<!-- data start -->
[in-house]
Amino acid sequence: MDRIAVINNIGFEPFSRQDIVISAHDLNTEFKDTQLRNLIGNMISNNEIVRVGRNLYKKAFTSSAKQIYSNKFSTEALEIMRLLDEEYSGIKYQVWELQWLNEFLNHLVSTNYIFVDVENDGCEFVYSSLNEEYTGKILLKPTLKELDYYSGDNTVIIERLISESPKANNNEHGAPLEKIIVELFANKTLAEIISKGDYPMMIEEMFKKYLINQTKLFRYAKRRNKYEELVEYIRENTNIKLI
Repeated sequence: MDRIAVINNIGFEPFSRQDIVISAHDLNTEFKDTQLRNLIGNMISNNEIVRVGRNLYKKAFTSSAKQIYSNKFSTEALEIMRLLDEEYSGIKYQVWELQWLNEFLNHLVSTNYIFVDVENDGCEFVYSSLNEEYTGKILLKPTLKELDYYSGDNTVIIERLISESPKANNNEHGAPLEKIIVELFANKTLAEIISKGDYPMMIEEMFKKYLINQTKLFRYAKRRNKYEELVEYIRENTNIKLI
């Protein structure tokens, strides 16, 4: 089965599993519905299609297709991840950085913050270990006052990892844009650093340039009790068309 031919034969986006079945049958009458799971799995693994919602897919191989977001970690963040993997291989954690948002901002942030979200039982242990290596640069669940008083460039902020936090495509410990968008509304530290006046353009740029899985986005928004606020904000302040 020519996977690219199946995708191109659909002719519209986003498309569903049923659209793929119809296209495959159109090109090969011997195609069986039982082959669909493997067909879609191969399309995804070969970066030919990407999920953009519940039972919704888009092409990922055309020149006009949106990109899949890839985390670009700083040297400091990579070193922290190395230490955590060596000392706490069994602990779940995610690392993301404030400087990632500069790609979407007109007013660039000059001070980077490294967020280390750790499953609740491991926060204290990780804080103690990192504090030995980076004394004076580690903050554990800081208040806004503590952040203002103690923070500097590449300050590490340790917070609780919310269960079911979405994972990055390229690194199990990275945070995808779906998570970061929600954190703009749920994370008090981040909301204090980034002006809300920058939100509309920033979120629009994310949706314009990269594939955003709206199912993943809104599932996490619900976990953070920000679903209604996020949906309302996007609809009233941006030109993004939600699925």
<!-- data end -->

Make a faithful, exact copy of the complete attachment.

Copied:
[in-house]
Amino acid sequence: MDRIAVINNIGFEPFSRQDIVISAHDLNTEFKDTQLRNLIGNMISNNEIVRVGRNLYKKAFTSSAKQIYSNKFSTEALEIMRLLDEEYSGIKYQVWELQWLNEFLNHLVSTNYIFVDVENDGCEFVYSSLNEEYTGKILLKPTLKELDYYSGDNTVIIERLISESPKANNNEHGAPLEKIIVELFANKTLAEIISKGDYPMMIEEMFKKYLINQTKLFRYAKRRNKYEELVEYIRENTNIKLI
Repeated sequence: MDRIAVINNIGFEPFSRQDIVISAHDLNTEFKDTQLRNLIGNMISNNEIVRVGRNLYKKAFTSSAKQIYSNKFSTEALEIMRLLDEEYSGIKYQVWELQWLNEFLNHLVSTNYIFVDVENDGCEFVYSSLNEEYTGKILLKPTLKELDYYSGDNTVIIERLISESPKANNNEHGAPLEKIIVELFANKTLAEIISKGDYPMMIEEMFKKYLINQTKLFRYAKRRNKYEELVEYIRENTNIKLI
């Protein structure tokens, strides 16, 4: 089965599993519905299609297709991840950085913050270990006052990892844009650093340039009790068309 031919034969986006079945049958009458799971799995693994919602897919191989977001970690963040993997291989954690948002901002942030979200039982242990290596640069669940008083460039902020936090495509410990968008509304530290006046353009740029899985986005928004606020904000302040 020519996977690219199946995708191109659909002719519209986003498309569903049923659209793929119809296209495959159109090109090969011997195609069986039982082959669909493997067909879609191969399309995804070969970066030919990407999920953009519940039972919704888009092409990922055309020149006009949106990109899949890839985390670009700083040297400091990579070193922290190395230490955590060596000392706490069994602990779940995610690392993301404030400087990632500069790609979407007109007013660039000059001070980077490294967020280390750790499953609740491991926060204290990780804080103690990192504090030995980076004394004076580690903050554990800081208040806004503590952040203002103690923070500097590449300050590490340790917070609780919310269960079911979405994972990055390229690194199990990275945070995808779906998570970061929600954190703009749920994370008090981040909301204090980034002006809300920058939100509309920033979120629009994310949706314009990269594939955003709206199912993943809104599932996490619900976990953070920000679903209604996020949906309302996007609809009233941006030109993004939600699925």